The African-American community holds onto homophobia, as though it were a communion wafer. As though homophobic cruelty makes you sanctified.
“God is Love and Love is for everyone” ~ Pastor Gwen Hall
Orion Magazine has a news department called Lay of the Land. I am thrilled to be a part of it! My essay, ” At Risk” appears in the new issue! Protecting people and our habitat gives us much to do!
“The “at-risk” label is different for youth than it is for salmon.”
When we stop defining ourselves as other than nature, we will change our priorities and protect ourselves. Check out my article and stay tuned for the next community conversation hosted by Urban Wilderness Project!
Your Body is a Body of Water by Jourdan Keith — YES! Magazine
Nov 14, 2012 … A storyteller asks what you’d do if you knew your body was part of the water web.
You are a body of water.
If you knew this, would you protect yourself?
The water in your body is part of the water cycle and connected to every other body of water.
If you knew this, would you want to protect all the bodies of water on the planet?
I would ask my father this, if he were still alive, if his internal environment had not been polluted by the tributaries of toxins that flowed into his six-foot frame.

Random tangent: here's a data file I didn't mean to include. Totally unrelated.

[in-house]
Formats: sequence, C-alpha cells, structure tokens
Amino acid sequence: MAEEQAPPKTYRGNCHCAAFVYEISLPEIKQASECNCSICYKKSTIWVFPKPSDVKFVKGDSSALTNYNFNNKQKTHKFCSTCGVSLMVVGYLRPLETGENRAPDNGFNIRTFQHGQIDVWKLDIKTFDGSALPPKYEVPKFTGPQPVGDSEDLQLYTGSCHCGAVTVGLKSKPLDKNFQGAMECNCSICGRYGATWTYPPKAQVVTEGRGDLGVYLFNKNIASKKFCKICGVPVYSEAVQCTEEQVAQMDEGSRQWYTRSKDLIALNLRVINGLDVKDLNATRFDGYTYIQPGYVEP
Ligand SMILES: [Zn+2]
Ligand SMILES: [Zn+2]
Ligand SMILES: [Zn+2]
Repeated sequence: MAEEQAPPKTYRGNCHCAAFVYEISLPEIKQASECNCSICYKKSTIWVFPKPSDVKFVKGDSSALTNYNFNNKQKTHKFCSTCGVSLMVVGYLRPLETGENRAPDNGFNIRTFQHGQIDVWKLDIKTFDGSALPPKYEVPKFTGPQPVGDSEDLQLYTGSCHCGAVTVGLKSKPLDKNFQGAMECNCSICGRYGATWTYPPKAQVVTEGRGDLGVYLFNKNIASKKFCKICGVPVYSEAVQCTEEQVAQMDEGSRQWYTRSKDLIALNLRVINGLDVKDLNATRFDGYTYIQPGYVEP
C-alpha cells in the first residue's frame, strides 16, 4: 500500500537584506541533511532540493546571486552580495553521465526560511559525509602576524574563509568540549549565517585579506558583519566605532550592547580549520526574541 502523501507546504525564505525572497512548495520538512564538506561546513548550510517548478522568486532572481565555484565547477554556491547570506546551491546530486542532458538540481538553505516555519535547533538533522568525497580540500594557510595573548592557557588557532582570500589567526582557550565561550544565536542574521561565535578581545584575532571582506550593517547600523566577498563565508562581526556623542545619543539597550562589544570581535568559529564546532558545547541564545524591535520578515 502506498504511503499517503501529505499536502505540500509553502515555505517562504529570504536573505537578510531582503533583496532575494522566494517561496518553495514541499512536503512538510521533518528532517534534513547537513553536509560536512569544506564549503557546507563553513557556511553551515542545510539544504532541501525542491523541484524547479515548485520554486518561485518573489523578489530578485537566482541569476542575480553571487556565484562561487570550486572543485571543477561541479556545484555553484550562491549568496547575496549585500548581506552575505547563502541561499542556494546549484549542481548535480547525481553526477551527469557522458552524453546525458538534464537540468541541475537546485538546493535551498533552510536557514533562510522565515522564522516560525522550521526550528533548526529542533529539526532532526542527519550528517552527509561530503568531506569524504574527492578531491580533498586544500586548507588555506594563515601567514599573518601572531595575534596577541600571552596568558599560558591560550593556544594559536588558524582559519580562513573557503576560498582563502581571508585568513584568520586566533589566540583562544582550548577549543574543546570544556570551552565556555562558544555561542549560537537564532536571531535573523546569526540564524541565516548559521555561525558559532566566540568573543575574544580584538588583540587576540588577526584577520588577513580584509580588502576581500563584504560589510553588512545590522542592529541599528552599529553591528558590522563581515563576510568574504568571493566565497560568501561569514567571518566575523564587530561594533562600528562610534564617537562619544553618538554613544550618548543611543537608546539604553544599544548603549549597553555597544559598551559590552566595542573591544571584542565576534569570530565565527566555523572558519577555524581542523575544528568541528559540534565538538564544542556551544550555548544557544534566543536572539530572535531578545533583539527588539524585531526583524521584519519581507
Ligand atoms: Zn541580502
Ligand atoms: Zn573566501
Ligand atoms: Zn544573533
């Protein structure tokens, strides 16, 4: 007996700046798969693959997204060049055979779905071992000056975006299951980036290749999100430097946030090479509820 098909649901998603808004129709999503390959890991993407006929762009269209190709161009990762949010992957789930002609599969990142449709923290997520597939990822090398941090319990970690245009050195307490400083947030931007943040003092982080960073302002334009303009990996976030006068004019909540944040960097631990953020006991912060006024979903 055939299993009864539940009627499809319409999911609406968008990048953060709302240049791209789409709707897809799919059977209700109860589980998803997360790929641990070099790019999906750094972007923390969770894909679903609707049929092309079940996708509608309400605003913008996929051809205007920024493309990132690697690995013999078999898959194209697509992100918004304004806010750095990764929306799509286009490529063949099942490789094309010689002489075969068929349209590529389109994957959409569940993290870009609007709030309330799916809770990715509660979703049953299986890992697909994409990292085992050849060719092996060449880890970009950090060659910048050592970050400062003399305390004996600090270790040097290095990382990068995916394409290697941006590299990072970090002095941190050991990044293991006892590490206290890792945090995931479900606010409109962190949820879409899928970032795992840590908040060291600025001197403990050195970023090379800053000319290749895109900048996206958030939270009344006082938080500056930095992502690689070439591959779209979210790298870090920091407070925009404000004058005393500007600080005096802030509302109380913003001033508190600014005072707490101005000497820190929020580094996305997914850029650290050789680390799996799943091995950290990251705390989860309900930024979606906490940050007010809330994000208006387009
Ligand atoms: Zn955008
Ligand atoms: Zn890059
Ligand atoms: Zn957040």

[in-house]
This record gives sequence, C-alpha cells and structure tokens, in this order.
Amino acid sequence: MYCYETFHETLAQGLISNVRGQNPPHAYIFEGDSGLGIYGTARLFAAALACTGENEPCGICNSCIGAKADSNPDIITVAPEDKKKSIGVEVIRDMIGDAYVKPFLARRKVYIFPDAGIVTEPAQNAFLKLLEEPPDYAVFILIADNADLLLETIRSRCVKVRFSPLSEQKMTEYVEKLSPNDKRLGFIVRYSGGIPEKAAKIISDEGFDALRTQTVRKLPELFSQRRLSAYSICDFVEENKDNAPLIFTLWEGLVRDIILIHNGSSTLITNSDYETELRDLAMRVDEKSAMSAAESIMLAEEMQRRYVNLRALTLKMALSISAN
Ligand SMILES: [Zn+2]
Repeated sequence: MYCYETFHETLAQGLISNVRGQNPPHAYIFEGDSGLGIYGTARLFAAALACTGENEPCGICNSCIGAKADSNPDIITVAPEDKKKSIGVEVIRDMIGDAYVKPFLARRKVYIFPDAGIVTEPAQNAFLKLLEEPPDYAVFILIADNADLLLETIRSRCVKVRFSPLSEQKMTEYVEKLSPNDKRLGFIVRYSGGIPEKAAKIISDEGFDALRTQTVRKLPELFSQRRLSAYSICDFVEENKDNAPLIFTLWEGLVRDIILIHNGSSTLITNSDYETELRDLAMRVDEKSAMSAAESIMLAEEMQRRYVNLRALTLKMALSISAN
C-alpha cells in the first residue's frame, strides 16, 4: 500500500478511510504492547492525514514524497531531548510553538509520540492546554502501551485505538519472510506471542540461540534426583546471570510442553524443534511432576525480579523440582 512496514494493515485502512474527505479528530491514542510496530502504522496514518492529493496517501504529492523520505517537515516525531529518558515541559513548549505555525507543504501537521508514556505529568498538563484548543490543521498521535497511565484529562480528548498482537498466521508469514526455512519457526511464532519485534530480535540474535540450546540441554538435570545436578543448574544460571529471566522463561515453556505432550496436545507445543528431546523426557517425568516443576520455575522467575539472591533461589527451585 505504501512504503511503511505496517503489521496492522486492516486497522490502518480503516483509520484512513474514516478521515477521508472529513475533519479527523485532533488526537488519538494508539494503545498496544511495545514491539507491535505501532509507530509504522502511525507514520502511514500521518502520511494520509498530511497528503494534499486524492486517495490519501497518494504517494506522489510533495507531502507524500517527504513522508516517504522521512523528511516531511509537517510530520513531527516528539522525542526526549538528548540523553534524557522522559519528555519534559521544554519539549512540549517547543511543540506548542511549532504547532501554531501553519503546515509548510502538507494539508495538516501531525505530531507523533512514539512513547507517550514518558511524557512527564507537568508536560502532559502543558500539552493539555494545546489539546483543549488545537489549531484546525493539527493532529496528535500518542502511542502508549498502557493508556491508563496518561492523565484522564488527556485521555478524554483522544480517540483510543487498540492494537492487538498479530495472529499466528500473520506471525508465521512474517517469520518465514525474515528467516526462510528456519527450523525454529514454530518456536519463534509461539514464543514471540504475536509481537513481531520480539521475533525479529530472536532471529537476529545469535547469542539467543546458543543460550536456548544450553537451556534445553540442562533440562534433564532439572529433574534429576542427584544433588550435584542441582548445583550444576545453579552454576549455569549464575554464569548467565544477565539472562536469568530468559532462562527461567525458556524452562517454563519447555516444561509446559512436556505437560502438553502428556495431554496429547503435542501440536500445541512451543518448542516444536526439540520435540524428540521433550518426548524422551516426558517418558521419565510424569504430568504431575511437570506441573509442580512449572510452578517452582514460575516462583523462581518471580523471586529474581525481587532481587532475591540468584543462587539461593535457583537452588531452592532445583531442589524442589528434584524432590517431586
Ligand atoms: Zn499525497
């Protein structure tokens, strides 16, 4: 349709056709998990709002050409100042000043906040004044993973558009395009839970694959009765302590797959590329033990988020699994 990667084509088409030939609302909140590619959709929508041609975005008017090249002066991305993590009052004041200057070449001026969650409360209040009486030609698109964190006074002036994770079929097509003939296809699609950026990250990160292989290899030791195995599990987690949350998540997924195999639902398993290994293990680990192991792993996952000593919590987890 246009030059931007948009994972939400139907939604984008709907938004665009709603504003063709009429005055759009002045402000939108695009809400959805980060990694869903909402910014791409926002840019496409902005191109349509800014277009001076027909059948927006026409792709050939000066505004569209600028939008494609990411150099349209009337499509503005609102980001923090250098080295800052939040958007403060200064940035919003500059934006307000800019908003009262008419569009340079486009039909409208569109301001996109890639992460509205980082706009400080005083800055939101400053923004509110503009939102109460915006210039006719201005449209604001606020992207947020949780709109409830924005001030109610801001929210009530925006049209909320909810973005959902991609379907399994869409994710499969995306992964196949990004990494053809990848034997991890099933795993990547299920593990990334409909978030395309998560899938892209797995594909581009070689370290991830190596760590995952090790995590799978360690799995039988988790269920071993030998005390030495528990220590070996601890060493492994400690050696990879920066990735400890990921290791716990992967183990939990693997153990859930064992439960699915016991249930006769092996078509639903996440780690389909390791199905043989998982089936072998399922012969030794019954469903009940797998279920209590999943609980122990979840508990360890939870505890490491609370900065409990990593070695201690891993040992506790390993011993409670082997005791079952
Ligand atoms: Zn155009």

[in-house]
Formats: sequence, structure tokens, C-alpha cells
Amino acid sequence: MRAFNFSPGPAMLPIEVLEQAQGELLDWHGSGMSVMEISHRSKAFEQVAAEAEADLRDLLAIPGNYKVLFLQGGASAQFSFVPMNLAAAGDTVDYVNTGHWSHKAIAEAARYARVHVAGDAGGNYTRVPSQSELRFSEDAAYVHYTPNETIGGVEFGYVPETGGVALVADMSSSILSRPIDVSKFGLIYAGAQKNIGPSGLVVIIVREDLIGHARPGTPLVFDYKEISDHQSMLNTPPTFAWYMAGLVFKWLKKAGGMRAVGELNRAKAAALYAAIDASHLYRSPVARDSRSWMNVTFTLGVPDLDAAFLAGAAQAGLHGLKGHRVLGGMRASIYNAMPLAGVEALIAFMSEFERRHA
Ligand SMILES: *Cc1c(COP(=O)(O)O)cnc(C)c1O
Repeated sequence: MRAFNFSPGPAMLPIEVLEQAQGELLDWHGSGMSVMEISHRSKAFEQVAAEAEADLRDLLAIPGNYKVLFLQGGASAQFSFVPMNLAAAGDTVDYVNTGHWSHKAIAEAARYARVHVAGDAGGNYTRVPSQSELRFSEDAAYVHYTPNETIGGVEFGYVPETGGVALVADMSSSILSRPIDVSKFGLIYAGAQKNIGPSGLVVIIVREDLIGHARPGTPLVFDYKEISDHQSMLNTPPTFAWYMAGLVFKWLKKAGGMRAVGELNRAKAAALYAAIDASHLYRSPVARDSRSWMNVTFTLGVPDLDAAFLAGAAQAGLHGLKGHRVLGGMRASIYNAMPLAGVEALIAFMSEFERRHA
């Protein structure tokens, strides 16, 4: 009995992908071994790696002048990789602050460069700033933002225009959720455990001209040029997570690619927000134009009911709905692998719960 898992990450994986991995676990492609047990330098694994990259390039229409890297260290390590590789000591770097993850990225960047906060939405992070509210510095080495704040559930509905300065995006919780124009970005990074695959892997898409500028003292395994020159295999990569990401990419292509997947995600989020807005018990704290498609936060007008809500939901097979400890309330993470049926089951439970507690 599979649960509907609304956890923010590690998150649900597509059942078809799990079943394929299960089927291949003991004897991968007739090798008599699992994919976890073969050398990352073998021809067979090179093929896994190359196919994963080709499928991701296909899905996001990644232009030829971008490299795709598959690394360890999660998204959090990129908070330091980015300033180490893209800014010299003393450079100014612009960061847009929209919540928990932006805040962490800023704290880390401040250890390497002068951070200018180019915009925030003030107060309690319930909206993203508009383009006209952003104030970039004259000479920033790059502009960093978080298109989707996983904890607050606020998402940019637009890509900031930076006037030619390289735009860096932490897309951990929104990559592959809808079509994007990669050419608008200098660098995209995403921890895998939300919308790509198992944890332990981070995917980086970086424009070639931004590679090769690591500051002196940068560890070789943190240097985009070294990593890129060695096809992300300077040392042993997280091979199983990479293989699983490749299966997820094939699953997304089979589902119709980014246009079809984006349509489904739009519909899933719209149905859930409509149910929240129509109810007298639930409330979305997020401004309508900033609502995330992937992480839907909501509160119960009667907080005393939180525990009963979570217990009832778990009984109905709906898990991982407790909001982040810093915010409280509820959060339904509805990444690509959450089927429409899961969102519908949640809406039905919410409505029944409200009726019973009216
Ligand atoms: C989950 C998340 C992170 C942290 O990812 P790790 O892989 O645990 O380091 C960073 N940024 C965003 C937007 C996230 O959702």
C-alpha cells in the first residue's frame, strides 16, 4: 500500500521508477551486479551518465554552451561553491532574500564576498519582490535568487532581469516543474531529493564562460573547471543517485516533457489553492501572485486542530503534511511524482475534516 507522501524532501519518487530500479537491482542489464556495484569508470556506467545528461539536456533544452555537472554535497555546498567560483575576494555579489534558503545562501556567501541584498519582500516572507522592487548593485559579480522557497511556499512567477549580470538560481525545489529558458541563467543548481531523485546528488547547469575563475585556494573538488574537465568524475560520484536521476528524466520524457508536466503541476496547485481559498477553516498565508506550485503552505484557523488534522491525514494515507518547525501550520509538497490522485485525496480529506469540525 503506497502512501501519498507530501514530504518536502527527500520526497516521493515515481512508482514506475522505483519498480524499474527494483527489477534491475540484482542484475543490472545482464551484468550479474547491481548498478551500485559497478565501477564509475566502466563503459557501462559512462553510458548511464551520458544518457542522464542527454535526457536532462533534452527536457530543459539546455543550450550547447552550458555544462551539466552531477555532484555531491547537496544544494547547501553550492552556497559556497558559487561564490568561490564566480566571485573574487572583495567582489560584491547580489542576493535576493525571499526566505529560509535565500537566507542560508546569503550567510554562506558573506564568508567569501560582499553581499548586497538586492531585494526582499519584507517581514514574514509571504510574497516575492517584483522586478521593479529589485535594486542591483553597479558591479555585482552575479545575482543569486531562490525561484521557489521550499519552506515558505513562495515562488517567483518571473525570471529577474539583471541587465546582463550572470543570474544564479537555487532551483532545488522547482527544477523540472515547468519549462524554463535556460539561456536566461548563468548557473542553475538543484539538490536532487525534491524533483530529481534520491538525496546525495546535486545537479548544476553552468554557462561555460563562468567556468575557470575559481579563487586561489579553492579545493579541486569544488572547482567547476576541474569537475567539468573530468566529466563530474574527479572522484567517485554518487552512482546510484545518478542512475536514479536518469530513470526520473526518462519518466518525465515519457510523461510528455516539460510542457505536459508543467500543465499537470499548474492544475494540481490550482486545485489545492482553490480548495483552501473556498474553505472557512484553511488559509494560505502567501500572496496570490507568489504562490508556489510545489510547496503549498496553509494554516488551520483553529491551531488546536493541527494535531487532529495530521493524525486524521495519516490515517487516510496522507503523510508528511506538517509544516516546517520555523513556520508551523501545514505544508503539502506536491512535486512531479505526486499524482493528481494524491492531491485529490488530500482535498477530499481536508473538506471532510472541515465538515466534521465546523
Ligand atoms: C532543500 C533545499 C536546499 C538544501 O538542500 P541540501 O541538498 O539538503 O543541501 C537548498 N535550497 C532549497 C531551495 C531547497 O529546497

Standing in his hospital room, he handed me a note the doctor gave him, a small piece of white paper with the risk factors for his cancer. It was a checklist: saccharin in the products he used because he was a diabetic, asbestos in his childhood home and workplace, the cigarettes he’d quit smoking decades earlier, and the chlorinated tap water he drank for over 40 years. Looking up at him I said, “Well, you didn’t miss a beat.”
I am honored that Kathleen selected this poem which came to life at Hedgebrook. My heart broke when I wrote it and continues to break each time I read it. I feel that I was shown a world and that this really did happen. I know, by the pain in my throat that it did.
In honor of the untold stories, the lives lost and the bigotry faced –those who were gunned down on bridges like bull’s-eyes at an arcade. Thank you Kathleen.